Smart Data Pricing and Asking the Right Questions

IoT product manufacturers face new challenges seemingly every day, as new smart devices continue to proliferate our homes and businesses. One of the more pervasive of those challenges comes when they have to set a price for the services made possible by their smart products and their built in sensors. They aren’t selling tangible products with a finite lifecycle anymore. The products are flows of data and service innovation. The answers to the following questions can help define the issues.

Who are the customers?

When data streams from car sensors transmit road hazards and other useful information, everyone benefits, from companies like Waze that inform customers in real time, to the municipalities that coordinate emergency vehicles, to media outlets looking to report on trends to the drivers themselves. That’s why the first step should always be to define your customer.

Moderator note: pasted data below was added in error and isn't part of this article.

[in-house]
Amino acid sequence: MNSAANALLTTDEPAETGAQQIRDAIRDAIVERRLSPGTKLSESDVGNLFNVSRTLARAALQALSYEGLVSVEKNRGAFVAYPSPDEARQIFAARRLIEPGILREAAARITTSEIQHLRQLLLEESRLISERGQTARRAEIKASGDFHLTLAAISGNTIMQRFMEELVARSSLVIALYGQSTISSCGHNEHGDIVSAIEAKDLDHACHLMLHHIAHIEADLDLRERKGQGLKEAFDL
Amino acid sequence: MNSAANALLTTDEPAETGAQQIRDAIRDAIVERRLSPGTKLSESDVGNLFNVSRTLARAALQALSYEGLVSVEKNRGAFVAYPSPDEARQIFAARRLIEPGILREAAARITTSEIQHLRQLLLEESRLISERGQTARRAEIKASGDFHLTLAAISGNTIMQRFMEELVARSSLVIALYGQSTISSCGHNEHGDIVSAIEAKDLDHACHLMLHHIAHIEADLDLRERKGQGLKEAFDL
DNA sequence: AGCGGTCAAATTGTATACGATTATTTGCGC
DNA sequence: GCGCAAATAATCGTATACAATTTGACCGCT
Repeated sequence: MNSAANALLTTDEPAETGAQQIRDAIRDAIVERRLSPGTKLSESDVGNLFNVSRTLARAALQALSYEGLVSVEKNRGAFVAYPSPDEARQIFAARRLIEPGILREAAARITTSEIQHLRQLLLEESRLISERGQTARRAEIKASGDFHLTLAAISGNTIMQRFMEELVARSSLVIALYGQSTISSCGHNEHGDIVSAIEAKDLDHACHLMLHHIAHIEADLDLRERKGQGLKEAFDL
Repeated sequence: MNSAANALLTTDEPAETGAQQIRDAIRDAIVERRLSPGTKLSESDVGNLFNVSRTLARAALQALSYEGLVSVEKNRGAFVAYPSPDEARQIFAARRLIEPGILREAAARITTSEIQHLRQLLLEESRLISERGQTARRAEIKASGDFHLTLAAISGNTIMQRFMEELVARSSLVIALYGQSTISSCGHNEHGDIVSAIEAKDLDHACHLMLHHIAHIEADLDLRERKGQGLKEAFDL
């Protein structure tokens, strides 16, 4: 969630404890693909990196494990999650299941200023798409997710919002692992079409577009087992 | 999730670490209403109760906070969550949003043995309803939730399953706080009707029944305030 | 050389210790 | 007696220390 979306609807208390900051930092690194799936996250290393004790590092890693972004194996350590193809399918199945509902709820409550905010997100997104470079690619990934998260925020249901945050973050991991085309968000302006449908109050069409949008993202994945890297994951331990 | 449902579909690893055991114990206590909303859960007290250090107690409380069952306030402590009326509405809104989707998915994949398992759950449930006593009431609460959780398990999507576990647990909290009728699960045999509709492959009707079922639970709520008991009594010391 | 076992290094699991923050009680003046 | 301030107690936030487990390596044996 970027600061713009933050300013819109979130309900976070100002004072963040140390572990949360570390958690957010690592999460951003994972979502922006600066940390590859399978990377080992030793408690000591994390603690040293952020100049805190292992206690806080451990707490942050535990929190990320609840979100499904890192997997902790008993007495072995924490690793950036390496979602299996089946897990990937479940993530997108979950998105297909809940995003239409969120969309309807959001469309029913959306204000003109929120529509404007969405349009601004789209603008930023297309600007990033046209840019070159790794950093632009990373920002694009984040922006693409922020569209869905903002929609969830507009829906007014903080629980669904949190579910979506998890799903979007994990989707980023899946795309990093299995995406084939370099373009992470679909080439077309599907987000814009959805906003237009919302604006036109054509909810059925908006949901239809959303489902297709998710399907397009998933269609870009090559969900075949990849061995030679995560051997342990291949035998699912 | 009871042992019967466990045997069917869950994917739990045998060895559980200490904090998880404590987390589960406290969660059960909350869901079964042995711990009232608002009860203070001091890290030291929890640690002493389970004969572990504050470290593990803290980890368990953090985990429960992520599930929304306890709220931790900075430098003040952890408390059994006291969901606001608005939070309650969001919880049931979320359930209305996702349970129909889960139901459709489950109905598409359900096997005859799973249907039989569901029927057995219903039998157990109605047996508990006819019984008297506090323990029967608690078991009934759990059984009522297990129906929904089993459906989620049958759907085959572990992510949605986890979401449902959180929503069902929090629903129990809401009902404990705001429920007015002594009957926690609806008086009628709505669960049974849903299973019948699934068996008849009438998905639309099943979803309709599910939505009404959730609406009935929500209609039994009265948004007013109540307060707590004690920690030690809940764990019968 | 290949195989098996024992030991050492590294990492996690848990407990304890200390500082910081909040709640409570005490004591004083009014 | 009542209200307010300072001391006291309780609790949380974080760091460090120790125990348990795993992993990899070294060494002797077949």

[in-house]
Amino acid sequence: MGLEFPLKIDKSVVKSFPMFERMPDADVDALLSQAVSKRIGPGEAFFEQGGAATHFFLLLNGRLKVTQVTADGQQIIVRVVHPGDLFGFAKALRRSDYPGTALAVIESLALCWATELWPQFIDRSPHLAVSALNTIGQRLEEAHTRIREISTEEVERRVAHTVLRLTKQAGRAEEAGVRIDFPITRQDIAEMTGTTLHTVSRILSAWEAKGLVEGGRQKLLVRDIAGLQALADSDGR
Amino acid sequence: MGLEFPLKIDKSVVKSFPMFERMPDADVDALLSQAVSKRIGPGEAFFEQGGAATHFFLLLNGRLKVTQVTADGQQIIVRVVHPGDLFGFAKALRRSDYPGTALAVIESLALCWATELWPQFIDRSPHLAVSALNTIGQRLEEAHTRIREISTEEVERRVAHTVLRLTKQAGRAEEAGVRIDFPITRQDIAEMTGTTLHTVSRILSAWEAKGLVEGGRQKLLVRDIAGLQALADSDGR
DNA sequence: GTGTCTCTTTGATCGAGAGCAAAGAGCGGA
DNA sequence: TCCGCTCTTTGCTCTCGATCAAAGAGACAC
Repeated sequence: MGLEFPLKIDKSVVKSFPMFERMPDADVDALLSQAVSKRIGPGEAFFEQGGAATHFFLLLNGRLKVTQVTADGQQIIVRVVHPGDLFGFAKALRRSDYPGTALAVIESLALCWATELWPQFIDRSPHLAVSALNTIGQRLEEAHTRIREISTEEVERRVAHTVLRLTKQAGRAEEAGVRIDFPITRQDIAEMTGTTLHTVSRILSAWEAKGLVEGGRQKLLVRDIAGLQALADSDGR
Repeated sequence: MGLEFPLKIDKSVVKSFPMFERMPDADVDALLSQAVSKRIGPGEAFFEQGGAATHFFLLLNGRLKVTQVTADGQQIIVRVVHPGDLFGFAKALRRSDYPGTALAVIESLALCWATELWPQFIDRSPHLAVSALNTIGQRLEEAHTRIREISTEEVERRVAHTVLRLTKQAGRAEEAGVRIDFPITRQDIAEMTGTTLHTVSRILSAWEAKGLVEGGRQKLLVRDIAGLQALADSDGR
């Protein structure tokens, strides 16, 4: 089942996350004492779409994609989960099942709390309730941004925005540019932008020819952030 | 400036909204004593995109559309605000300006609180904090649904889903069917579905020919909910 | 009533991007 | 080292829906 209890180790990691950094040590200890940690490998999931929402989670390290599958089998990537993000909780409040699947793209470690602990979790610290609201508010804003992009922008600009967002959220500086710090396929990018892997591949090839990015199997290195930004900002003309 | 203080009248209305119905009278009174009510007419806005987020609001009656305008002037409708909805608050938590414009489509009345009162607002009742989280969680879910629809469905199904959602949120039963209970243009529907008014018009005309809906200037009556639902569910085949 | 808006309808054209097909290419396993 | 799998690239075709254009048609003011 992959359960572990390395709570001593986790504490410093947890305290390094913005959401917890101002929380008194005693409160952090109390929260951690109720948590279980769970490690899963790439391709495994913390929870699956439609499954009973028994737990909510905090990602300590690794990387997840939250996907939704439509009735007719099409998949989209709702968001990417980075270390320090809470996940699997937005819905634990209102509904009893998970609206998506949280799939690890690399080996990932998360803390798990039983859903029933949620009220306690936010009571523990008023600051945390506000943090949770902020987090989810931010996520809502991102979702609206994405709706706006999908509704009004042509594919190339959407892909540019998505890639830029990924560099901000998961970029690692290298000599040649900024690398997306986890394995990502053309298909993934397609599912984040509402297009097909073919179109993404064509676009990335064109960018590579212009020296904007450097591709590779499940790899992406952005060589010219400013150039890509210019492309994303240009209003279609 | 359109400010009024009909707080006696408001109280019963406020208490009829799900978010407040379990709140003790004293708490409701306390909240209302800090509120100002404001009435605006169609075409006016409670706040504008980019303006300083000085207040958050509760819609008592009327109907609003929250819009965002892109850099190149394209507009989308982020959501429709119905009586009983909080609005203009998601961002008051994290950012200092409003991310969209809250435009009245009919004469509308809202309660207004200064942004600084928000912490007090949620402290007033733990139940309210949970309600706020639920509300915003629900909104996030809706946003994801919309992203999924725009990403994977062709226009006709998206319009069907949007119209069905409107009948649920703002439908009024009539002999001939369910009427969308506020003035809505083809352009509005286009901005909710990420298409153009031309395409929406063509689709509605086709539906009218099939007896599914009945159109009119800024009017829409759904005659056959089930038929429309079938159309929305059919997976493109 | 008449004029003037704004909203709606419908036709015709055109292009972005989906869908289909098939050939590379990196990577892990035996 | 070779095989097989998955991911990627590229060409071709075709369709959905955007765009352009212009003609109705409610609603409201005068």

How do they value IoT services?

In other words, how much are customers willing to pay for this information? The value of road hazard information to a Waze user, an insurance company, or an emergency services company may be very different.

How should they be charged?

Before deciding “how much,” companies must first look at the potential pricing models. One-off payments for durable goods are no longer applicable. Some of the existing options include:

  • Subscription packages: The customer pays the supplier at regular intervals for a service or a bundle of services. Think OnStar.
  • Pay per use: Think data packages with mobile plans.
  • Value Sharing: The supplier takes a share of the benefit the customer enjoys.

How much should we charge them?

A great deal of information is required to perform an economic benefit analysis that considers sales, revenue, variable cost scenarios, and intangible customer benefits and use. Smart data pricing and the monetizing of IoT services requires innovation and the willingness to look beyond traditional business models.

Companies must find the answers to new questions before they can capitalize on the opportunity that IoT technology presents.